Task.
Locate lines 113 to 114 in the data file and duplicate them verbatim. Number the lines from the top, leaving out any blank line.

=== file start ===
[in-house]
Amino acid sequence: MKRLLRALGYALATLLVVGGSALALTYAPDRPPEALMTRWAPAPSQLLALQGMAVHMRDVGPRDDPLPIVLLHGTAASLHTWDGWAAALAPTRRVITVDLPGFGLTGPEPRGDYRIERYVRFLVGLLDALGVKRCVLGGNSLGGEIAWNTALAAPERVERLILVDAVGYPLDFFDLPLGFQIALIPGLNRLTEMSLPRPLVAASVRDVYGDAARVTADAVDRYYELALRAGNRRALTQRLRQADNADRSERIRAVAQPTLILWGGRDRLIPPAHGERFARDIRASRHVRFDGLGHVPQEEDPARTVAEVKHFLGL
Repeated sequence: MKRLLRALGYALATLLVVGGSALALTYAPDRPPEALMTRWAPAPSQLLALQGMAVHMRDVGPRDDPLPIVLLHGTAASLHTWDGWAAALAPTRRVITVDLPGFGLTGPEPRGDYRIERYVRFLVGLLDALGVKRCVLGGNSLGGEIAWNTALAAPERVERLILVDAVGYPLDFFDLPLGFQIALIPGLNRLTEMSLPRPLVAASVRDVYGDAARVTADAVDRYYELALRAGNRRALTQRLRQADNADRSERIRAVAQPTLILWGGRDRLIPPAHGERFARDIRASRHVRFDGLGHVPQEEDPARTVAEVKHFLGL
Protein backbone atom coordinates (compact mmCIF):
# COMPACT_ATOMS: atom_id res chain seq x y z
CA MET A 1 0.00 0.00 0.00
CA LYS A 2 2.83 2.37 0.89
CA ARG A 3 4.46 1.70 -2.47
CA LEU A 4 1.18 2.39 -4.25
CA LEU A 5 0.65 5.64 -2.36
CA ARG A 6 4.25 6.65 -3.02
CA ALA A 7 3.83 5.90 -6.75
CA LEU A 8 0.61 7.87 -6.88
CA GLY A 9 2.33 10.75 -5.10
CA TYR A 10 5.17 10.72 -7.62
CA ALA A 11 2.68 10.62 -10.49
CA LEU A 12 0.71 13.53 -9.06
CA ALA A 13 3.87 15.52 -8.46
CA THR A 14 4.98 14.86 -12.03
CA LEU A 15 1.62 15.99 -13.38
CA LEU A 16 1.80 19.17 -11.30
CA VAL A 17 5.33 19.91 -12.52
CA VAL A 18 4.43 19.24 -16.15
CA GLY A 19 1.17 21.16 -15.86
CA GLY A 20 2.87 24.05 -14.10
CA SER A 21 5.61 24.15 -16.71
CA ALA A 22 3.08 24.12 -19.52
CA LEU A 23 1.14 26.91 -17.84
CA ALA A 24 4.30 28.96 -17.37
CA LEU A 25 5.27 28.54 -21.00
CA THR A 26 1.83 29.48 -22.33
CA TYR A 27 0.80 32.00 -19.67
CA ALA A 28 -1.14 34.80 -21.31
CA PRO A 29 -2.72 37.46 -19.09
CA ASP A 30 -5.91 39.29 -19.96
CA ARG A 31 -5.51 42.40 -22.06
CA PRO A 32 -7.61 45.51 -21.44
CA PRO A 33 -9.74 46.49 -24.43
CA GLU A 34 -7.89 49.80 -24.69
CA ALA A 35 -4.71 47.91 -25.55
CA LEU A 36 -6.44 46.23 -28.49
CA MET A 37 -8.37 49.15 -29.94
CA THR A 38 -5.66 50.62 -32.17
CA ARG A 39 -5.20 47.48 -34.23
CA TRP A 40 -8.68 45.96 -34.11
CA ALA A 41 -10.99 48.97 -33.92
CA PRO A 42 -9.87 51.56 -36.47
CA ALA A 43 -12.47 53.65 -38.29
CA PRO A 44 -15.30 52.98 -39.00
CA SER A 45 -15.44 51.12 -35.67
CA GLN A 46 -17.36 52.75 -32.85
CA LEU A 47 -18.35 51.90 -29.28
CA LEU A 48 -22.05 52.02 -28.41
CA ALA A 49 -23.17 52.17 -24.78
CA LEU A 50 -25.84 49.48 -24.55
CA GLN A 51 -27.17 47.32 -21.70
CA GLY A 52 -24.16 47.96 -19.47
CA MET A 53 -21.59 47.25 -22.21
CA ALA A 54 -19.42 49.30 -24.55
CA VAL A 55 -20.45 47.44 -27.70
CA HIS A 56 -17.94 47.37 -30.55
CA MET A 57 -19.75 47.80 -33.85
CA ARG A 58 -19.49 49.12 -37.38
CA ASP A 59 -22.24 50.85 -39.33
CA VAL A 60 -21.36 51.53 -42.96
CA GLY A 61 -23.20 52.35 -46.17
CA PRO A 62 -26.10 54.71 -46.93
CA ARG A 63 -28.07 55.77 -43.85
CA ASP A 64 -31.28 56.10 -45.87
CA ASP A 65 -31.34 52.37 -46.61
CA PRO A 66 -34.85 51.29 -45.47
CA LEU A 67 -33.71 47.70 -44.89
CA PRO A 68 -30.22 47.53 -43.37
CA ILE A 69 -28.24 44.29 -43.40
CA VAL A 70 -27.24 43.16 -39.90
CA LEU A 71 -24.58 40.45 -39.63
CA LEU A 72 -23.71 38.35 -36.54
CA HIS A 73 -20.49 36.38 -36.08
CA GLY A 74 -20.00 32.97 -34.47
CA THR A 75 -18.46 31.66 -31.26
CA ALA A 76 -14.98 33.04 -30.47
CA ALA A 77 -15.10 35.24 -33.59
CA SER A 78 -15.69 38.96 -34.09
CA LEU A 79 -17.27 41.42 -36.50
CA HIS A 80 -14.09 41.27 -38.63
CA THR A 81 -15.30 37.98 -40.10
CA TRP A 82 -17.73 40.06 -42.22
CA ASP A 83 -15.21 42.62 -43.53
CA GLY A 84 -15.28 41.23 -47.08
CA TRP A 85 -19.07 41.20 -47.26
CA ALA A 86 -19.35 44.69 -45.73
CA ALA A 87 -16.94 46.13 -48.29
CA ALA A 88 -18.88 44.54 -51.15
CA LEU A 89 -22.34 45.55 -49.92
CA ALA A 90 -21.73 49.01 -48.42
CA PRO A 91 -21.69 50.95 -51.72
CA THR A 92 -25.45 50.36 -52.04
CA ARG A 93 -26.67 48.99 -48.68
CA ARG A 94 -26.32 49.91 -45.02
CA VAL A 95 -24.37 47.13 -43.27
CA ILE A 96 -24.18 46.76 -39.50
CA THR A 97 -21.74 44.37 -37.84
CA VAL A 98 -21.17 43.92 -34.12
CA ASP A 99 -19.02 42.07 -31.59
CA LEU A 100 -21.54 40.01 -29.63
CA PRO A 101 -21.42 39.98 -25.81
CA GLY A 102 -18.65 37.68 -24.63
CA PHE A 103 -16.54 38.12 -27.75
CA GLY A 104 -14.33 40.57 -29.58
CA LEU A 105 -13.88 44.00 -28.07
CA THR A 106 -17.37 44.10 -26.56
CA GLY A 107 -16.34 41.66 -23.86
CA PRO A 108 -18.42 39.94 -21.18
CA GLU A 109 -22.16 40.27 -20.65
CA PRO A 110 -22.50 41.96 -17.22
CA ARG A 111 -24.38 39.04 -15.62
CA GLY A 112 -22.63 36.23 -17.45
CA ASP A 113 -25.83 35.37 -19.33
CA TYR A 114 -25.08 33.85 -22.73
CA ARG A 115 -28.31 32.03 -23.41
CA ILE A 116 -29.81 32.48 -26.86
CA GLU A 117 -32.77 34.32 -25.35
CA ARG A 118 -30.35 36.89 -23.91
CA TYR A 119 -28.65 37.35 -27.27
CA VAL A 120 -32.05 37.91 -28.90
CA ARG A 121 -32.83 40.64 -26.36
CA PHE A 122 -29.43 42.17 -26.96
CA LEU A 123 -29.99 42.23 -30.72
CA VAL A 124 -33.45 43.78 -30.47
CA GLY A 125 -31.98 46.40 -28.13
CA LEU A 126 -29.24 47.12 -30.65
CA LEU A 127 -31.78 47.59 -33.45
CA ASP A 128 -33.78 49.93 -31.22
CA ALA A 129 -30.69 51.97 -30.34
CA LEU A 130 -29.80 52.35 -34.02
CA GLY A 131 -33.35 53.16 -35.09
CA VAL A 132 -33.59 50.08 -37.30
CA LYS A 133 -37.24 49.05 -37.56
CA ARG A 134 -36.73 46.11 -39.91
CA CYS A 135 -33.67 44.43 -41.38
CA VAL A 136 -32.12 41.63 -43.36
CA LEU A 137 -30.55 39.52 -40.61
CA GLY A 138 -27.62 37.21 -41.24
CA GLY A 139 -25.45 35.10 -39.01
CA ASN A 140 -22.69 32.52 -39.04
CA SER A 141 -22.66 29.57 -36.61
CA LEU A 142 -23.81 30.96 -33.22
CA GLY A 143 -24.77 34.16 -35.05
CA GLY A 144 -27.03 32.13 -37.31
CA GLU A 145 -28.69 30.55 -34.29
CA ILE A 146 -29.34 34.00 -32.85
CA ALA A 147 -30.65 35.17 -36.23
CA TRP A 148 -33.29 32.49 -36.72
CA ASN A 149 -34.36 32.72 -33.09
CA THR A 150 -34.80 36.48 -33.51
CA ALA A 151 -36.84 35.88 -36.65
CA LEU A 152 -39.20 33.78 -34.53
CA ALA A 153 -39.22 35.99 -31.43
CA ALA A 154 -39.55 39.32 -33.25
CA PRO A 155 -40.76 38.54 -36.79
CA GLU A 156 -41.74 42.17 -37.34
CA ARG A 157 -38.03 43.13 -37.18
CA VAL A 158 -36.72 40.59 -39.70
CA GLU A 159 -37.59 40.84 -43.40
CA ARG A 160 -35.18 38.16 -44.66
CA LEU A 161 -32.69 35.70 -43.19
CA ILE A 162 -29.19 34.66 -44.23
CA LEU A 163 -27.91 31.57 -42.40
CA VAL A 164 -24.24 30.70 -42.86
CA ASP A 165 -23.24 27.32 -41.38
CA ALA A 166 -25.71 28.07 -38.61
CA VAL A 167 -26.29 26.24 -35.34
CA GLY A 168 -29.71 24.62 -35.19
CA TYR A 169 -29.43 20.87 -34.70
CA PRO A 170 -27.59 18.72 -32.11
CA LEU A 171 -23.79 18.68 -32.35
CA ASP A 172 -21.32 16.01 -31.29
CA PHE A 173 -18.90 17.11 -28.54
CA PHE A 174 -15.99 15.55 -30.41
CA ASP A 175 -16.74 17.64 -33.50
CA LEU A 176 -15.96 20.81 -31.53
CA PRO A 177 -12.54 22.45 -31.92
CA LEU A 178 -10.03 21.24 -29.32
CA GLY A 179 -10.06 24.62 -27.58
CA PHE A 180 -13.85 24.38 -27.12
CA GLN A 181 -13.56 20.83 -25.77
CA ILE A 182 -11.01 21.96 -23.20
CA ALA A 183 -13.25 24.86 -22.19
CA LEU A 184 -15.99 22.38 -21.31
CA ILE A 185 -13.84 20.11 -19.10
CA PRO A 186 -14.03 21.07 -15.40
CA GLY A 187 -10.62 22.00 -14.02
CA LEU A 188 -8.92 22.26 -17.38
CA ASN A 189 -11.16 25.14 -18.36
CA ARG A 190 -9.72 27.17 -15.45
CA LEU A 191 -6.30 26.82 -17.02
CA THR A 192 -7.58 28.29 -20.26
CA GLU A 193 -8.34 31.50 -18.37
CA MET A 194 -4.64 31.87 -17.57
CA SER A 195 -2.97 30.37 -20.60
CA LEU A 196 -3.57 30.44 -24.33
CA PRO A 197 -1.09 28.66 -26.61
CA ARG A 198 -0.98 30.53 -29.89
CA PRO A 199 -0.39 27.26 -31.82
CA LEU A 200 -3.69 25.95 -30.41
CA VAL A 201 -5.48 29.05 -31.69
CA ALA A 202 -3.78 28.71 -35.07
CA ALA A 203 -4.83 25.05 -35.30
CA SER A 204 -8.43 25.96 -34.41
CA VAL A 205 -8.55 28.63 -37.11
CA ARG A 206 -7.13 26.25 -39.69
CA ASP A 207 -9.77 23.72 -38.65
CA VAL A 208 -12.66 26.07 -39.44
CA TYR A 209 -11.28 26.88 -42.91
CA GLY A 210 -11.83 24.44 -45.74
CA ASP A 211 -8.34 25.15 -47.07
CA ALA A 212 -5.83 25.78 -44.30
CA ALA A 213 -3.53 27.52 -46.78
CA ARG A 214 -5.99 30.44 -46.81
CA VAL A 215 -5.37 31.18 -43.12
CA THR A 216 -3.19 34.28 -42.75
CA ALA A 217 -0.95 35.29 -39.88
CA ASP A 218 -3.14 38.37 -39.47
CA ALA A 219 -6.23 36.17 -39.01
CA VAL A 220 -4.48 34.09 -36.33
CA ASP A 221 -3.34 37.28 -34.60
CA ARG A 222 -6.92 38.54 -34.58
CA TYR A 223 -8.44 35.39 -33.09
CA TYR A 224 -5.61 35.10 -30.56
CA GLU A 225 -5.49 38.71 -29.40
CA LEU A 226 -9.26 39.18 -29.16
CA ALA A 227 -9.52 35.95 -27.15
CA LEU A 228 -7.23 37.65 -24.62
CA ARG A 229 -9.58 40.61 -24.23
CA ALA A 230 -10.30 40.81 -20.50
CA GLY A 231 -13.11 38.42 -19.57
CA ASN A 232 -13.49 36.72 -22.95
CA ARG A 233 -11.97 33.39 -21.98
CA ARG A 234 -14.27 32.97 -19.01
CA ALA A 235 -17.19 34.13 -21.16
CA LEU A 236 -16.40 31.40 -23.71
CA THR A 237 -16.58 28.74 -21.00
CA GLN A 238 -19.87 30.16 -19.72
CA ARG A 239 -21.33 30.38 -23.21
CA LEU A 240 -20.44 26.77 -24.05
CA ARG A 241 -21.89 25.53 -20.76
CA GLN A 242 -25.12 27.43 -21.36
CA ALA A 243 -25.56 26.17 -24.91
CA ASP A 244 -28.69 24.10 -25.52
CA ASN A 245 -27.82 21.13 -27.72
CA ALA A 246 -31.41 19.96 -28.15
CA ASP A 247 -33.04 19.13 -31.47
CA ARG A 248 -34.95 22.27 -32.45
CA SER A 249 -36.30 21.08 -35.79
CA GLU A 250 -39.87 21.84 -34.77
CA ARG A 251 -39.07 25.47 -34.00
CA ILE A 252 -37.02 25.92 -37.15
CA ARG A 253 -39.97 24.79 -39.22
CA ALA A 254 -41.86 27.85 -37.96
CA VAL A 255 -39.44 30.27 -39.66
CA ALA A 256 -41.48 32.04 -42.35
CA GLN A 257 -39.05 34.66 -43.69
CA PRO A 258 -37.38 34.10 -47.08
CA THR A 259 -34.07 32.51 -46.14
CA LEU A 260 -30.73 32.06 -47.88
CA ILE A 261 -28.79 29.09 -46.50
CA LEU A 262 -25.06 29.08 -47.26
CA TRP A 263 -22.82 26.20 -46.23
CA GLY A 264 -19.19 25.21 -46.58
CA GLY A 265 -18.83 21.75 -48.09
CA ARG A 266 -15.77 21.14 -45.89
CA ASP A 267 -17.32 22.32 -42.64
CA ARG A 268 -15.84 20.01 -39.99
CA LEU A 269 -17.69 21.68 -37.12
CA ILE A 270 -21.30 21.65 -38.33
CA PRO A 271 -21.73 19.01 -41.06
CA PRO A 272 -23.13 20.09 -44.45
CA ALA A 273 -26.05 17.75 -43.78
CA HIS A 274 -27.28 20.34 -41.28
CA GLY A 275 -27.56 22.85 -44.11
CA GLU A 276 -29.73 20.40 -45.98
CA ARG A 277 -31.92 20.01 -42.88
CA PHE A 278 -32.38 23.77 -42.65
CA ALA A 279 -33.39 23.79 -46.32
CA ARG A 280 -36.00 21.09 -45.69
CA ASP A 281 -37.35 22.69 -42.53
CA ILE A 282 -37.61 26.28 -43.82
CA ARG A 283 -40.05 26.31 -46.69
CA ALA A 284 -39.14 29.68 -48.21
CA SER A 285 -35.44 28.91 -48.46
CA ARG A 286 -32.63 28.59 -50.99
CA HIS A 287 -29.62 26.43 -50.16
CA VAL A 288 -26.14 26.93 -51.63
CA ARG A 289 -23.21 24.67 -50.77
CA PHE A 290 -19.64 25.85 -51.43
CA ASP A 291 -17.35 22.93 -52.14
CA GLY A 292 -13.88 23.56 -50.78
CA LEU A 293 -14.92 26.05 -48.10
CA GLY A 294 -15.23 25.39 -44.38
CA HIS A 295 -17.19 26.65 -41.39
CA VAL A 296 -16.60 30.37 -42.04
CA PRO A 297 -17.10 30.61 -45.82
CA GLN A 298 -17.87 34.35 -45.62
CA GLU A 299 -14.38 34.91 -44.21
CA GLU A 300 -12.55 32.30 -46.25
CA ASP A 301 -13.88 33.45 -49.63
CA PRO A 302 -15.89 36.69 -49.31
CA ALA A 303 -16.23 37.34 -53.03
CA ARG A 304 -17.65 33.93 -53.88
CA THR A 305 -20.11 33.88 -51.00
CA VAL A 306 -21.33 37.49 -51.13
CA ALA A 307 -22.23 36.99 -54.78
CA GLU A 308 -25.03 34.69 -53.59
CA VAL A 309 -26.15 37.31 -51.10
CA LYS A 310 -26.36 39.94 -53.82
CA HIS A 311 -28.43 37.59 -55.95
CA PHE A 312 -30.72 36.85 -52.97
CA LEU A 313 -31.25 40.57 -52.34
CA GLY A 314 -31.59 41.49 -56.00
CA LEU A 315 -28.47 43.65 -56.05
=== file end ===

CA PRO A 108 -18.42 39.94 -21.18
CA GLU A 109 -22.16 40.27 -20.65